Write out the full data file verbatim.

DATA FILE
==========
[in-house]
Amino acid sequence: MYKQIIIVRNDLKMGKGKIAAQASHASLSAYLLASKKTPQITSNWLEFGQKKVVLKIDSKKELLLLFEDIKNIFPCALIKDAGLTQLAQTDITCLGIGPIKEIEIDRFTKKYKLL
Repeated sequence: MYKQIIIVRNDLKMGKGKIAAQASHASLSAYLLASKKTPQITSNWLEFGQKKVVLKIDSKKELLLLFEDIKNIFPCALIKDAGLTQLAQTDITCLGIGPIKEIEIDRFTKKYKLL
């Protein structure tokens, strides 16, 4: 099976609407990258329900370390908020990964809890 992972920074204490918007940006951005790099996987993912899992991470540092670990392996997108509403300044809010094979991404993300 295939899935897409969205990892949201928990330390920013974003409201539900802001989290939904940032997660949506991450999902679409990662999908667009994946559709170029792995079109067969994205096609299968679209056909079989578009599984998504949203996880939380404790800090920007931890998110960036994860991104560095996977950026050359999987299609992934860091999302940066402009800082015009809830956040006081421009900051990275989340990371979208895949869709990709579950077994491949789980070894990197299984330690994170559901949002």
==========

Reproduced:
[in-house]
Amino acid sequence: MYKQIIIVRNDLKMGKGKIAAQASHASLSAYLLASKKTPQITSNWLEFGQKKVVLKIDSKKELLLLFEDIKNIFPCALIKDAGLTQLAQTDITCLGIGPIKEIEIDRFTKKYKLL
Repeated sequence: MYKQIIIVRNDLKMGKGKIAAQASHASLSAYLLASKKTPQITSNWLEFGQKKVVLKIDSKKELLLLFEDIKNIFPCALIKDAGLTQLAQTDITCLGIGPIKEIEIDRFTKKYKLL
């Protein structure tokens, strides 16, 4: 099976609407990258329900370390908020990964809890 992972920074204490918007940006951005790099996987993912899992991470540092670990392996997108509403300044809010094979991404993300 295939899935897409969205990892949201928990330390920013974003409201539900802001989290939904940032997660949506991450999902679409990662999908667009994946559709170029792995079109067969994205096609299968679209056909079989578009599984998504949203996880939380404790800090920007931890998110960036994860991104560095996977950026050359999987299609992934860091999302940066402009800082015009809830956040006081421009900051990275989340990371979208895949869709990709579950077994491949789980070894990197299984330690994170559901949002």